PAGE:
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Navigating Installation Variables, Part 2

Last month, we began this column mini-series on installation by describing the two most common wall types with respect to the configuration of their water resistive barrier—surface barrier and membrane/drainage systems—and introduced the two most common types of windows with regard to their mounting provisions (mounting flange and block frame). In this second installment, we summarize how these are properly mixed and matched. 

Taking new construction applications as an example, the installation options could be organized in a matrix, in which the two principal window types are merged with the wall types. However, this is complicated by two factors. One, that either window type may or may not be mated with either an integral or non-integral brick mould (an exterior casing or trim such that the exterior brick, stucco or siding butts up to the window). And two, whether or not a wood buck (a framing assembly used to line the rough opening perimeter to provide an additional attachment surface) is used.

Mounting flange products

Mounting flange windows or doors, commonly called nail fin products, are attached with fasteners that extend through the mounting flange and penetrate the building sheathing into the rough opening framework. They are primarily used in buildings with a membrane/drainage system. Note that flush fin windows—those with a fin which is meant for sealing to the drainage plane and not to be penetrated by fasteners—must never be confused with mounting flange windows. If it doesn’t have holes or slots for fasteners, the fin should not be penetrated unless directed by the manufacturer.

When dealing with membrane/drainage systems the first installation step is to apply sill flashing. After that, there are many variations which all are important to consider and to install in the proper sequence to drive water to the exterior. In the case of mounting flange windows, one must determine:

  • Whether the WRB will be installed before or after the window installation, 
  • Whether the jamb flashing will be installed over or behind the mounting flange, and 
  • Whether the flashing is self-adhering or mechanically attached.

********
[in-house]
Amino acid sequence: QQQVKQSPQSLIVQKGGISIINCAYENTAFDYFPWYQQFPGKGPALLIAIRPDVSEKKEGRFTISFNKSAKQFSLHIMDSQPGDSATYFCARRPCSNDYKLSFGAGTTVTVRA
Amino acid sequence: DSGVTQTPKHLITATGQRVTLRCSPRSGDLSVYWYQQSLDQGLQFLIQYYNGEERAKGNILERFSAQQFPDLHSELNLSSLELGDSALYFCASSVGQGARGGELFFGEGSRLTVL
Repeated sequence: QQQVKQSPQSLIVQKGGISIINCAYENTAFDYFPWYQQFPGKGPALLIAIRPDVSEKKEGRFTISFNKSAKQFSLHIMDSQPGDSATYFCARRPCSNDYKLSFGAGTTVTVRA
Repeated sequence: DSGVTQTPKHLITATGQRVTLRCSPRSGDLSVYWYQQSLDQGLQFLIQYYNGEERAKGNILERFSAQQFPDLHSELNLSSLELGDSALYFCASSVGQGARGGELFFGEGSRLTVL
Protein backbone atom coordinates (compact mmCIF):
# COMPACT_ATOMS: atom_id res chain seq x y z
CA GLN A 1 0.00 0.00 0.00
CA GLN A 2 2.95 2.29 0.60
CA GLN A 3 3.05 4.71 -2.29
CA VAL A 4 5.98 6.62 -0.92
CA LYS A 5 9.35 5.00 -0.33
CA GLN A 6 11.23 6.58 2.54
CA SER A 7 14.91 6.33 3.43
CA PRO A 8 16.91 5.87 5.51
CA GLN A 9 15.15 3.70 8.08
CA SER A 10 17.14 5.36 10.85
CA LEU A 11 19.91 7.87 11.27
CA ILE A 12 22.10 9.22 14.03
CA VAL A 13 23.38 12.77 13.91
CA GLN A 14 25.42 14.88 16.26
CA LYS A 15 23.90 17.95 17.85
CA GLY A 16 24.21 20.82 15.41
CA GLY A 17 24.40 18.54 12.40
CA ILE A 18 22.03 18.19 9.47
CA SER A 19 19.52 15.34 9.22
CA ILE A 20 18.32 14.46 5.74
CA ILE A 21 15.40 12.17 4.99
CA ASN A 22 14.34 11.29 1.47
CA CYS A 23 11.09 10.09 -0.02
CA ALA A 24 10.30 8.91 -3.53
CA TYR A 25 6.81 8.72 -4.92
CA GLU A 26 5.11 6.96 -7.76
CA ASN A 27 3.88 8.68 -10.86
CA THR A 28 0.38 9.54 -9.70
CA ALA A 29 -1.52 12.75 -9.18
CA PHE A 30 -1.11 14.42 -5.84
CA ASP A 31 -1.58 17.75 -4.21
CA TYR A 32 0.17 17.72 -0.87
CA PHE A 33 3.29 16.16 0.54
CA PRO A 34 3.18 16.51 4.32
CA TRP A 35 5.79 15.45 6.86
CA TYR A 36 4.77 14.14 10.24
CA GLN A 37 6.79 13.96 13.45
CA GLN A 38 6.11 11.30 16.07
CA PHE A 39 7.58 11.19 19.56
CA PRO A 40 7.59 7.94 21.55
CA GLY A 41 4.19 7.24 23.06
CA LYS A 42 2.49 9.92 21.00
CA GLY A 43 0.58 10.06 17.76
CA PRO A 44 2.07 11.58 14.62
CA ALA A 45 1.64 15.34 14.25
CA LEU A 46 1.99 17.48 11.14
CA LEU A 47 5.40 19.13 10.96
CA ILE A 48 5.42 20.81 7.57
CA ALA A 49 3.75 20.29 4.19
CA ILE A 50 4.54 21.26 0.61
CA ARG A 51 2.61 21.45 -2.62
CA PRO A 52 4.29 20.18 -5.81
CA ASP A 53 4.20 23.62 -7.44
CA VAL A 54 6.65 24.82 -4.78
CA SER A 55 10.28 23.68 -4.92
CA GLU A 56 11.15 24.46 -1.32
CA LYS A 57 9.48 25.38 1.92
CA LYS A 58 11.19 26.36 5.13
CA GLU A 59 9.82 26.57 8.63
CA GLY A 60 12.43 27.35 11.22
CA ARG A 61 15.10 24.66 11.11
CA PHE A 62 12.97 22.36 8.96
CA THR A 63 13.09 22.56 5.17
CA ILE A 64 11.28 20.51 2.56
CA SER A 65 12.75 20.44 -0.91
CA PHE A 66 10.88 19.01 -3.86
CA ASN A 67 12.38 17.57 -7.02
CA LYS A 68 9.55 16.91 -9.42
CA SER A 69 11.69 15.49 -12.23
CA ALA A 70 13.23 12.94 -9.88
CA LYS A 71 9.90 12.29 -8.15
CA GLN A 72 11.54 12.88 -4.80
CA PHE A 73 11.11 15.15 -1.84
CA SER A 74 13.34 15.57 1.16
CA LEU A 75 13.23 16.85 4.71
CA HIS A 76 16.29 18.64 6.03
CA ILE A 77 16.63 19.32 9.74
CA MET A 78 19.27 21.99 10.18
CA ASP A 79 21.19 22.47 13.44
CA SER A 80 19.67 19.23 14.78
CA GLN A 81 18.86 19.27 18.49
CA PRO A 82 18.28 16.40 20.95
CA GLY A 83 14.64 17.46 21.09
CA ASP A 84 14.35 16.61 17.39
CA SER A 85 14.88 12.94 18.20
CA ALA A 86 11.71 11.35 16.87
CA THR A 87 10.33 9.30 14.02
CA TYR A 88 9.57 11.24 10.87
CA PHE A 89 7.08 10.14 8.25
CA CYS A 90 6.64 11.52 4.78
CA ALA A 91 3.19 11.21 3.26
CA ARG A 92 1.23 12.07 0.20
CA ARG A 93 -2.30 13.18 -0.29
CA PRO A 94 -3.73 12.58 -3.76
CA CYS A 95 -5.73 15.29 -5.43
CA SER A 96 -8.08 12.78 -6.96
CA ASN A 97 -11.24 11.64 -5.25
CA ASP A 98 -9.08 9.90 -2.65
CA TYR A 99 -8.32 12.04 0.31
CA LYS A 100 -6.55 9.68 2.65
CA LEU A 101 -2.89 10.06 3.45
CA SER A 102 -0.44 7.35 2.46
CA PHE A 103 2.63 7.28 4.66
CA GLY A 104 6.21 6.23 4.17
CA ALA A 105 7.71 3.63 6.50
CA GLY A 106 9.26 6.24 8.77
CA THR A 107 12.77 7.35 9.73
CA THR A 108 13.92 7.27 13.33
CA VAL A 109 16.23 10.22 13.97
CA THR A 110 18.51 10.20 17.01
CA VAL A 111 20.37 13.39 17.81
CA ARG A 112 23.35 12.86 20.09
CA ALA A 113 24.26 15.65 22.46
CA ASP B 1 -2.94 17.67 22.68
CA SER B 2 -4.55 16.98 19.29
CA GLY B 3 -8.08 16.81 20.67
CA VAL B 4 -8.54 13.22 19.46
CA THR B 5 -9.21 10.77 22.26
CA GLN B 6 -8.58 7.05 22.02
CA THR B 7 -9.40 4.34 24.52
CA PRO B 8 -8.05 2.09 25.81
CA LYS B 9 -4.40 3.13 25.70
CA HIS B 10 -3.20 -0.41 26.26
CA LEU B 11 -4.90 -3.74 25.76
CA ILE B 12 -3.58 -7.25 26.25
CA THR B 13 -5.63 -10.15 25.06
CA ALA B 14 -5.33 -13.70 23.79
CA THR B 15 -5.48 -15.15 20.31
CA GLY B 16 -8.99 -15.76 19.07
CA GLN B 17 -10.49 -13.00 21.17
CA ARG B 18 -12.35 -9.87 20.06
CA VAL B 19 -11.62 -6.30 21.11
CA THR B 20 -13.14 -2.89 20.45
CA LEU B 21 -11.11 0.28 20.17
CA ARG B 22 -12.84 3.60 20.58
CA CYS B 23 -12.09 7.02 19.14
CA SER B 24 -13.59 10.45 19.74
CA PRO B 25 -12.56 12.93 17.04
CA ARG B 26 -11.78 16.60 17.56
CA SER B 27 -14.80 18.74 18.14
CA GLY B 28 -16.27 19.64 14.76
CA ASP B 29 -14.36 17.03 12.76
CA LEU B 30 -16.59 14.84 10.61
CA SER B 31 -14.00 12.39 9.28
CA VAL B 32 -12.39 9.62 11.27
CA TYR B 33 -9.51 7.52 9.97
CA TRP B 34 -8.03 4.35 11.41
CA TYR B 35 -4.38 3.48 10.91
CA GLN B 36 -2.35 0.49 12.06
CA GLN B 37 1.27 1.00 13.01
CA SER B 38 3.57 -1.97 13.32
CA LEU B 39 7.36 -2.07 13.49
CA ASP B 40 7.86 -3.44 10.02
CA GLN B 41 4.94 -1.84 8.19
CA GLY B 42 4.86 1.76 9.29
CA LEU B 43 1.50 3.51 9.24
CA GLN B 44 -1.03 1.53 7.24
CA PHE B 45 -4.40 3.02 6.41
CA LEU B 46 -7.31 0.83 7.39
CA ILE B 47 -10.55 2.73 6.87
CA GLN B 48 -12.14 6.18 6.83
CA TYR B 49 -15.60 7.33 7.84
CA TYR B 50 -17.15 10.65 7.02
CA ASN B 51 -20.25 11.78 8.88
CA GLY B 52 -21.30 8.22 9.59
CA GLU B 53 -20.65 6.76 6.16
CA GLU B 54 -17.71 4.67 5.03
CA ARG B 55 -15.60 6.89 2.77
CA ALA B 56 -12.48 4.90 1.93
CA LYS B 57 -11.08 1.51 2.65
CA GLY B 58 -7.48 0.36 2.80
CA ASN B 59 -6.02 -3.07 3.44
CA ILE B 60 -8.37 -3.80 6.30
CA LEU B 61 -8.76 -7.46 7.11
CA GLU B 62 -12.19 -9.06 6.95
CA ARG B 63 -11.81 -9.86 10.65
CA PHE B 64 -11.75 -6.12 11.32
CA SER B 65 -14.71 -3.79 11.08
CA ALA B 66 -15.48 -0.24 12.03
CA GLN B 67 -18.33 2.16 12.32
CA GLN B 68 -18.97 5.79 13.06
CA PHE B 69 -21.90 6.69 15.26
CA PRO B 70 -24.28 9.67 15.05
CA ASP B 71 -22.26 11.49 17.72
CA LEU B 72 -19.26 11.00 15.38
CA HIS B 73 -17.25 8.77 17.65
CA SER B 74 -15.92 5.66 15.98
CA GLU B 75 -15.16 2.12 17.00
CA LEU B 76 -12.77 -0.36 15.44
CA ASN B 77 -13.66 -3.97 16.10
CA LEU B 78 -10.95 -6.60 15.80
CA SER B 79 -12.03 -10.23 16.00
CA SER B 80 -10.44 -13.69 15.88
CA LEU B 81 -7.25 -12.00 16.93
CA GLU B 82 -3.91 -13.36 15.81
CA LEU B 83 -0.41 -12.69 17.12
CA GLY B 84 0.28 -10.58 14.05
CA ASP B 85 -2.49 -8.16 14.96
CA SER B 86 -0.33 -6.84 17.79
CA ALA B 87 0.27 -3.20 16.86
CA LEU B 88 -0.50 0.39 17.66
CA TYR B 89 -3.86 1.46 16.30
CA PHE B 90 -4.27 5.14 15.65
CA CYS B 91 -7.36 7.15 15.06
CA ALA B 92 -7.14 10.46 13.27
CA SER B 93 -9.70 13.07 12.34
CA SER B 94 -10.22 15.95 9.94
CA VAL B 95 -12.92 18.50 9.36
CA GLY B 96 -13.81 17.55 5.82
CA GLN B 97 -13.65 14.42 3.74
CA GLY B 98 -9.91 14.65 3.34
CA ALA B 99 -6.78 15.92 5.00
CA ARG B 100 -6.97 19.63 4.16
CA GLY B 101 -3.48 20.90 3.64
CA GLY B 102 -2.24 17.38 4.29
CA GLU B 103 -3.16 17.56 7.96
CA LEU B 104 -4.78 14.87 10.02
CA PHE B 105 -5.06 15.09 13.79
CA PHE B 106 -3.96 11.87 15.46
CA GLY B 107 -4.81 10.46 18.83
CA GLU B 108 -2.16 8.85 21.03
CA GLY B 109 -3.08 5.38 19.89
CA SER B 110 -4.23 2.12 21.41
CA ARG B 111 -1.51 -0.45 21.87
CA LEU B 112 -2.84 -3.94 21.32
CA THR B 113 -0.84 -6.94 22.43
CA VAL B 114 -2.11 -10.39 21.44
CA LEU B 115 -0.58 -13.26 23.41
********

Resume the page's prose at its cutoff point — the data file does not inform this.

Mechanically attached flashing is generally applied directly to the studs. Self-adhering flashing requires an underlayment of sheathing, or a backing-support frame of wood or strips of USB attached to the studs around the perimeter of the opening. Each of these decisions will impact the sequencing and the materials that can be used.

Sealant is applied next, to form a seal between the mounting flange and the surface to which it is attached. 

Once these preparatory details are complete, the window is set in place using shims as needed and fasteners are attached through the flange into the substrate. Guidelines indicate the proper spacing of the fasteners to prevent frame distortion.

Mineral fiber or foam insulation may have to be applied from the interior into any gaps between the window frame and the rough opening, before trim is installed. 

Block frame products

Block frame windows are most often used with surface barrier wall systems, although they can be used in membrane/drainage walls. 

For surface barrier walls, a brick mould may or may not be used. This brick mould may be integral (sealed water-tight) or non-integral. Block frame products installed without brick mould and without the aid of a wood buck are generally sealed directly to the surface barrier wall. Block frame products with brick mould may be installed with or without a wood buck, with a perimeter sealant applied to the back side of the brick mould prior to setting the unit in place.

There are additional details that apply for correct installation of “specialty” windows such as bay, bow, greenhouse/garden and special shapes. Most of these relate to providing additional support both during installation and after.

Doors follow similar installation sequences, although details differ in some respects.

As one might expect, there are additional variations on these basic installation themes when a window or door is to be installed in an existing building to replace an old, deteriorated unit, either as a whole frame replacement or retrofit utilizing the existing window frame.

Included here is an overly simplified list of instructions for window installation. In all cases, it is important to follow the manufacturer’s written installation instructions. All these methods and variations for new construction as well as for replacement installation, which seem confusing on the surface, are covered more completely in step-by-step detail with ample illustrations within AAMA’s InstallationMasters program manuals. 


Rich Rinka

Rich Rinka

Rich Rinka serves as technical manager, standards and industry affairs for the American Architectural Manufacturers Association. Rinka previously worked in the industry as a field technical engineer for a component supplier and developed and holds four patents related to sealants.